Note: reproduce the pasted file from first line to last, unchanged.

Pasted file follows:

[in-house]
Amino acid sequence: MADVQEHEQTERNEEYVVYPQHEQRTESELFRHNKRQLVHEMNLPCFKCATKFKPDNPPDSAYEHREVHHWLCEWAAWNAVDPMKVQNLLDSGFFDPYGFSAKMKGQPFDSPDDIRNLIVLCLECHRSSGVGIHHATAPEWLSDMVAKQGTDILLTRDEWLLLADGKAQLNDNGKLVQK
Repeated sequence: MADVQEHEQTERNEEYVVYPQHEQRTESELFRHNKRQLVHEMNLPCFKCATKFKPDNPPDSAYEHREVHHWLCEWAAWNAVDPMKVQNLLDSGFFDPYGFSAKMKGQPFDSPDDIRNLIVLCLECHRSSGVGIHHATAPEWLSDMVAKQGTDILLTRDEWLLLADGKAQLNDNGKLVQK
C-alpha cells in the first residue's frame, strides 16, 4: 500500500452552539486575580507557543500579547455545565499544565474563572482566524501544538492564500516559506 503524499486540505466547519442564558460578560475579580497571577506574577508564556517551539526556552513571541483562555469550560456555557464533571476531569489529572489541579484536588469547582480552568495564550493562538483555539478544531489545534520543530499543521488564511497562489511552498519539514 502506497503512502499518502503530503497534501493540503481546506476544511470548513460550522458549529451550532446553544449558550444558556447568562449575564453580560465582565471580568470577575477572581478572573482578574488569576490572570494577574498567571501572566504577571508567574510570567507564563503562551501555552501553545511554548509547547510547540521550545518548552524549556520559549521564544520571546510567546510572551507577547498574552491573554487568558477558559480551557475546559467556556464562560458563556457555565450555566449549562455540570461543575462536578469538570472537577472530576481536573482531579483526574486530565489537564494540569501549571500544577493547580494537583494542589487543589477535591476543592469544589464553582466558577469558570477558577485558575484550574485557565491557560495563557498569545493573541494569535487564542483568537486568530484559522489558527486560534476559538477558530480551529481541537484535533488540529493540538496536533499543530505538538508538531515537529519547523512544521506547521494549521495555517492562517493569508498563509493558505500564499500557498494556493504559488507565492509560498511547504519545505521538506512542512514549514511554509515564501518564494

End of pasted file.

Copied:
[in-house]
Amino acid sequence: MADVQEHEQTERNEEYVVYPQHEQRTESELFRHNKRQLVHEMNLPCFKCATKFKPDNPPDSAYEHREVHHWLCEWAAWNAVDPMKVQNLLDSGFFDPYGFSAKMKGQPFDSPDDIRNLIVLCLECHRSSGVGIHHATAPEWLSDMVAKQGTDILLTRDEWLLLADGKAQLNDNGKLVQK
Repeated sequence: MADVQEHEQTERNEEYVVYPQHEQRTESELFRHNKRQLVHEMNLPCFKCATKFKPDNPPDSAYEHREVHHWLCEWAAWNAVDPMKVQNLLDSGFFDPYGFSAKMKGQPFDSPDDIRNLIVLCLECHRSSGVGIHHATAPEWLSDMVAKQGTDILLTRDEWLLLADGKAQLNDNGKLVQK
C-alpha cells in the first residue's frame, strides 16, 4: 500500500452552539486575580507557543500579547455545565499544565474563572482566524501544538492564500516559506 503524499486540505466547519442564558460578560475579580497571577506574577508564556517551539526556552513571541483562555469550560456555557464533571476531569489529572489541579484536588469547582480552568495564550493562538483555539478544531489545534520543530499543521488564511497562489511552498519539514 502506497503512502499518502503530503497534501493540503481546506476544511470548513460550522458549529451550532446553544449558550444558556447568562449575564453580560465582565471580568470577575477572581478572573482578574488569576490572570494577574498567571501572566504577571508567574510570567507564563503562551501555552501553545511554548509547547510547540521550545518548552524549556520559549521564544520571546510567546510572551507577547498574552491573554487568558477558559480551557475546559467556556464562560458563556457555565450555566449549562455540570461543575462536578469538570472537577472530576481536573482531579483526574486530565489537564494540569501549571500544577493547580494537583494542589487543589477535591476543592469544589464553582466558577469558570477558577485558575484550574485557565491557560495563557498569545493573541494569535487564542483568537486568530484559522489558527486560534476559538477558530480551529481541537484535533488540529493540538496536533499543530505538538508538531515537529519547523512544521506547521494549521495555517492562517493569508498563509493558505500564499500557498494556493504559488507565492509560498511547504519545505521538506512542512514549514511554509515564501518564494